When Helen Slottje quit her high-powered, well-paying job at a corporate law firm in Boston and moved to Ithaca to be with her new husband, David, she was hoping to make a quiet new life for herself amid the bucolic scenery of upstate New York. For a while everything went according to plan. She helped out at David’s family business. She began meditating. She adopted a vegetarian diet. It was a real shift, she says, to go “from corporate lawyer to … having a better quality of life.”
Photos courtesy Goldman Awards
Then, in 2007, she learned about natural gas fracking. Slottje first heard of fracking as she tried to help her brother-in-law find a farm to purchase in the Ithaca area; every property she looked at had recently signed a drilling lease with one gas company or another. She recalls being concerned, but then the issue slipped off her radar screen. Until, a few years later, she went to a community meeting to learn more about the controversial technique. Many of the speakers at the meeting — a lawyer, a former county executive — said a gas boom in upstate New York was inevitable; the best thing local communities could do was to try to prepare for the inevitable dislocations, the audience was told. The last speaker had a different message. He showed photos of what gas drilling looked like just over the state line, in Pennsylvania, and warned that the same thing was about to happen in New York. Slottje was horrified.
“I couldn’t believe that in 2009 we were having a conversation about whether something that looked like that was a good idea or not,” she says. “It seemed like such a facially, patently bad idea. I looked at the pictures — the pipeline clearings, the huge tracks through the middle of forests, and, most disturbingly, the drill pad sites with chemicals on pallets, pictures of big waste pit lagoons — and I superimposed those pictures over where I lived. I felt physically sick at that point.”
That’s when Slottje decided she needed to get involved in the movement to stop fracking in the Empire State. Soon her efforts to halt the natural gas rush near her new home had become just as consuming as her former corporate job — with all of the long hours and tremendous stress, but none of the nice salary.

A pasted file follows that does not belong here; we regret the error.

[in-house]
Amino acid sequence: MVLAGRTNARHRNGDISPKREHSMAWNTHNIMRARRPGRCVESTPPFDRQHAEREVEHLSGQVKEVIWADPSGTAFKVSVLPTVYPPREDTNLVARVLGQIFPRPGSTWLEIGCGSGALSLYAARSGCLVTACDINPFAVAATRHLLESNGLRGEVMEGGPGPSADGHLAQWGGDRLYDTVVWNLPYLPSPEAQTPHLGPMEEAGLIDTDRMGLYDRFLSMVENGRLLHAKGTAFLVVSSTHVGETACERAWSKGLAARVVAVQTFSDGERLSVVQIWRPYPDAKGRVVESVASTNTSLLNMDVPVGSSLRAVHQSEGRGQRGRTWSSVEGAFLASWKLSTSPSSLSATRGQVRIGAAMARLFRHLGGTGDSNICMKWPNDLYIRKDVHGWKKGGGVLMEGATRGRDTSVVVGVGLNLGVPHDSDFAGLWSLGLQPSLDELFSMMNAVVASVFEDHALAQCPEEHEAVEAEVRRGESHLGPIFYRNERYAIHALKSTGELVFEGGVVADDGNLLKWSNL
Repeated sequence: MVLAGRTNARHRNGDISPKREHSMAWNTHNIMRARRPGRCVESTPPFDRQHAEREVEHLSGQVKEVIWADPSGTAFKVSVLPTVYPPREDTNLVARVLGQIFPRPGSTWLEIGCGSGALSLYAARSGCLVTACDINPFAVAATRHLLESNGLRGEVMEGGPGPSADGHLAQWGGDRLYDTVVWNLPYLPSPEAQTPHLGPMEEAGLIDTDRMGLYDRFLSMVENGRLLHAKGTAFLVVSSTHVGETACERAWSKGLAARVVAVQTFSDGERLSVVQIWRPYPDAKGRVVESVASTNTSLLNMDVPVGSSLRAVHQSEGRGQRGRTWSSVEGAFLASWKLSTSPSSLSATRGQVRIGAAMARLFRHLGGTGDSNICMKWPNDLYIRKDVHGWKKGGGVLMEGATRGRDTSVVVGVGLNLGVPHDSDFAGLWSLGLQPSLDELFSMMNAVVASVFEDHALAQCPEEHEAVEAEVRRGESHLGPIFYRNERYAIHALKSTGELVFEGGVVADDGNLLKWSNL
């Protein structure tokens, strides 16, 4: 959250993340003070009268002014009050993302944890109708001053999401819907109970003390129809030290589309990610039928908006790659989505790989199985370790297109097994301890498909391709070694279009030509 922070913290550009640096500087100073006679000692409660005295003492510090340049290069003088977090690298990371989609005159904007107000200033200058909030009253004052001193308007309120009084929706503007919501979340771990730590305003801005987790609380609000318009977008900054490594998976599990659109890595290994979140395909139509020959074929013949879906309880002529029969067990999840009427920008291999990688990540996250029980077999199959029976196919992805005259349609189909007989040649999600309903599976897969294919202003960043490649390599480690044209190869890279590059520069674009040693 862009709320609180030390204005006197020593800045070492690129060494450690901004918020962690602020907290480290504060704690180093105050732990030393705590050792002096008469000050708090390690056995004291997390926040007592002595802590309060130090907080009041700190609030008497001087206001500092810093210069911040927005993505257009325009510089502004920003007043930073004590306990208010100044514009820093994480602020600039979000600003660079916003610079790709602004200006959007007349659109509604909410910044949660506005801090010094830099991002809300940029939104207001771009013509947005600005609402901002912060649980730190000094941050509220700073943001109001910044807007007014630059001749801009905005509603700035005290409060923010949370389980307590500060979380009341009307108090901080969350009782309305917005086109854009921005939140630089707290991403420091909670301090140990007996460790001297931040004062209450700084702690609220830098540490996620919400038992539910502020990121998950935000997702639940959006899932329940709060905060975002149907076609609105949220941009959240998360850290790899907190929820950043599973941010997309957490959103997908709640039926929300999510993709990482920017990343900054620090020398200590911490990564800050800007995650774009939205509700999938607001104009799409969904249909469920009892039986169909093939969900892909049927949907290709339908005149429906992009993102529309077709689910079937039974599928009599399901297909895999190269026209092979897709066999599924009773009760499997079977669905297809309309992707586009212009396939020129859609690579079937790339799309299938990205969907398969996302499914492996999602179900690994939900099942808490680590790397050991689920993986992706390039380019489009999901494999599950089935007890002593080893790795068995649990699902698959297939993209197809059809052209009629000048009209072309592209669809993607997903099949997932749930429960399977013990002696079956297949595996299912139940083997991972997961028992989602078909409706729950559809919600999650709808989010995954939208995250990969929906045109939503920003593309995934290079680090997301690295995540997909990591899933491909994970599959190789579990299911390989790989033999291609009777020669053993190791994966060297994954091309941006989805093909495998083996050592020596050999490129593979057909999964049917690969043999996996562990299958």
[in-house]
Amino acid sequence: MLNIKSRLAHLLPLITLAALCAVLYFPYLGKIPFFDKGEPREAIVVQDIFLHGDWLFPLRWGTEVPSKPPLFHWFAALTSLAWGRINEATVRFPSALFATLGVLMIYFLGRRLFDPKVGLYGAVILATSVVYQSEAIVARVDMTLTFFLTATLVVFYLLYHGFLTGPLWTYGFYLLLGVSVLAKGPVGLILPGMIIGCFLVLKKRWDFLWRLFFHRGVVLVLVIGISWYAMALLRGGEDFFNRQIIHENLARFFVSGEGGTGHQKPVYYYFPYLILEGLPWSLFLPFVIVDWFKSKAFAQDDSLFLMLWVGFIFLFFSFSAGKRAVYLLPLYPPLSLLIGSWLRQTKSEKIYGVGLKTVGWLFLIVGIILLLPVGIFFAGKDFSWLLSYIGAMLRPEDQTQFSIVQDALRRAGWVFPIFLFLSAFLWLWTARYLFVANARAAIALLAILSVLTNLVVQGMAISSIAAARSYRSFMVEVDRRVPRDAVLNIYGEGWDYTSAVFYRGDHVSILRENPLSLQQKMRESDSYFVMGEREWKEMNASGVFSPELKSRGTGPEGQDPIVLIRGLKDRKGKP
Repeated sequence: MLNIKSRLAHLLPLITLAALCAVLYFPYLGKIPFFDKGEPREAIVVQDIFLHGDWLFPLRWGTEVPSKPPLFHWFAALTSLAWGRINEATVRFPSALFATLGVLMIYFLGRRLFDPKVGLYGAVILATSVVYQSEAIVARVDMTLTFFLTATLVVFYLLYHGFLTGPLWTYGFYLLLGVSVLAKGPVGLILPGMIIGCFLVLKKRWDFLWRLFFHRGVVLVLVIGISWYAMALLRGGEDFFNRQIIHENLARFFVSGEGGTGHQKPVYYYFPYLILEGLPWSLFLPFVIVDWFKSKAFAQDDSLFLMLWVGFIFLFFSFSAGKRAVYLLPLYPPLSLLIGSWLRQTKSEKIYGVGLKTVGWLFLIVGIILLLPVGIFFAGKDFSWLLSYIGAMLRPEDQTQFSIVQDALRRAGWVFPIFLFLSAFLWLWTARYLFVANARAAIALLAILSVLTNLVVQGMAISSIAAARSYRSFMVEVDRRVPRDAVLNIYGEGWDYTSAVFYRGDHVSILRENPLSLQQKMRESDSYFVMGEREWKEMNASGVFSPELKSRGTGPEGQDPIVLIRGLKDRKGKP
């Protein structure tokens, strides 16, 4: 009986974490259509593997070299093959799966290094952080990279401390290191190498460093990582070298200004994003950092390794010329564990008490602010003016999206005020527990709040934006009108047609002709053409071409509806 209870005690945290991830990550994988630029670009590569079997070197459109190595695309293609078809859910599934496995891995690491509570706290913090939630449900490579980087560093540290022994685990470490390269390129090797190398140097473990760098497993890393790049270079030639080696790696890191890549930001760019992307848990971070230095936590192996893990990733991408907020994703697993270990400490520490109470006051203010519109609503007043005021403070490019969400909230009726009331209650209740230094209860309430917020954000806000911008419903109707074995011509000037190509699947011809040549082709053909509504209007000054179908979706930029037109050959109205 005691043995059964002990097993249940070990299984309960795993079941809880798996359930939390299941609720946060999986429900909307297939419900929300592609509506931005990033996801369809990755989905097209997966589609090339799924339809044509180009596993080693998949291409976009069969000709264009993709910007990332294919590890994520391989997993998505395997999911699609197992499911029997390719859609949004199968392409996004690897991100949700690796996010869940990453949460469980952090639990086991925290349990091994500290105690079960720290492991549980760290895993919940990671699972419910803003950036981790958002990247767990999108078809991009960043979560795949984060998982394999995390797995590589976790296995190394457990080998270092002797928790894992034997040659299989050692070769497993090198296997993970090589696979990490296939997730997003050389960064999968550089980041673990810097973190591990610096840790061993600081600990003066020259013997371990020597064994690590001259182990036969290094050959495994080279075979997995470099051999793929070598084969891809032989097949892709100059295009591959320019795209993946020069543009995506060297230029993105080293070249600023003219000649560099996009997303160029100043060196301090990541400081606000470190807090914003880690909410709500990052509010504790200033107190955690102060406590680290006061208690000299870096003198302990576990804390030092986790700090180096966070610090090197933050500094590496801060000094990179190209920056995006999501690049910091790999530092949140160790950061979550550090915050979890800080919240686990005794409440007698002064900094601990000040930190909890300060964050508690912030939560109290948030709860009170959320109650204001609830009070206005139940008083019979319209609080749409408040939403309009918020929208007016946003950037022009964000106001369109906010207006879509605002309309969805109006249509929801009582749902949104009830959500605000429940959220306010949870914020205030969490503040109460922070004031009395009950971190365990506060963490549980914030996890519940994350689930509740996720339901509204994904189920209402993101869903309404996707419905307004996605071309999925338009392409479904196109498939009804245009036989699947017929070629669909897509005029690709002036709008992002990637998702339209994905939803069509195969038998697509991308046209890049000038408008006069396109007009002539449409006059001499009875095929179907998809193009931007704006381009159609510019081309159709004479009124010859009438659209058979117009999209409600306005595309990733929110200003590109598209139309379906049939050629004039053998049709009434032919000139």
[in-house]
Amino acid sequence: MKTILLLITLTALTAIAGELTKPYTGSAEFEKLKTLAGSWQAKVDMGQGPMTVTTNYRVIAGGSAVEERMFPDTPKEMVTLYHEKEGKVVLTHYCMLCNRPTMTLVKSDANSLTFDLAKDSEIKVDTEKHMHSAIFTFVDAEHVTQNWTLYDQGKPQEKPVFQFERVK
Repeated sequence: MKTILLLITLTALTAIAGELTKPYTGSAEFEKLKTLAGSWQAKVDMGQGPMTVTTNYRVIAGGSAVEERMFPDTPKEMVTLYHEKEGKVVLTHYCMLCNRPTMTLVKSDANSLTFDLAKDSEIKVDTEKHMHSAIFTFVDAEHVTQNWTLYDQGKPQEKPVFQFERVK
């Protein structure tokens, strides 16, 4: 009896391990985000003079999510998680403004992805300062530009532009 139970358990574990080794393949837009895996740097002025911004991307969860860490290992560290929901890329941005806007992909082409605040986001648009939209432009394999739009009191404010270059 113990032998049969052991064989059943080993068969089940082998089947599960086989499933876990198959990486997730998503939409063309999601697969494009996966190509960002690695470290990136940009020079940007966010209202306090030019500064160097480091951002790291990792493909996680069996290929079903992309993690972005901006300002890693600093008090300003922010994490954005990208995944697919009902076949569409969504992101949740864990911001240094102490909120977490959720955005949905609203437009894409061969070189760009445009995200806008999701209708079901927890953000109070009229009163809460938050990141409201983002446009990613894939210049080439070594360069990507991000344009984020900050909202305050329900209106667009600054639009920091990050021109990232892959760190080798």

Using the skills they had developed during their time as corporate lawyers, Helen and David helped the grassroots anti-fracking activists to carefully parse the voluminous reports from New York Department of Environmental Conservation. They gave fracking opponents pointers on how to prepare and deliver effective public testimony to be used at local and state hearings. They worked with residents in the town of Horseheads, NY to file a suit (ultimately unsuccessful) to shut down a proposed 92-acre drilling services facility. And eventually, after carefully combing through the New York State Constitution, Helen Slottje found a way to empower local communities to keep fracking out of their areas.
“My thinking was, there has to be something,” Slottje told me. “I don’t know what it is, but if I sit down and look at everything, there has to be something. It would be so unfair, and effectively un-American, that this could happen in your town and you wouldn’t be able to do anything about it.”
New York law, like most state laws, reserves for the state government the right to regulate business operations. Municipal and county governments, however, retain the ability to set zoning ordinances that decide what kind of businesses or activities can go where. Under the home rule provisions of New York State law, Slottje concluded, towns could use their zoning ordinances to reject gas drilling within their jurisdictions. “While you couldn’t regulate the industry, you could just say no.”
That was in 2010. Four years later, 172 towns throughout New York have passed fracking bans or moratoria. The strategy has spread to other states across the country, as communities from Pennsylvania to Ohio to Colorado have voted to prohibit fracking, which has been linked to ground water contamination, small earthquakes, impacts on human health, and at least one massive fish kill.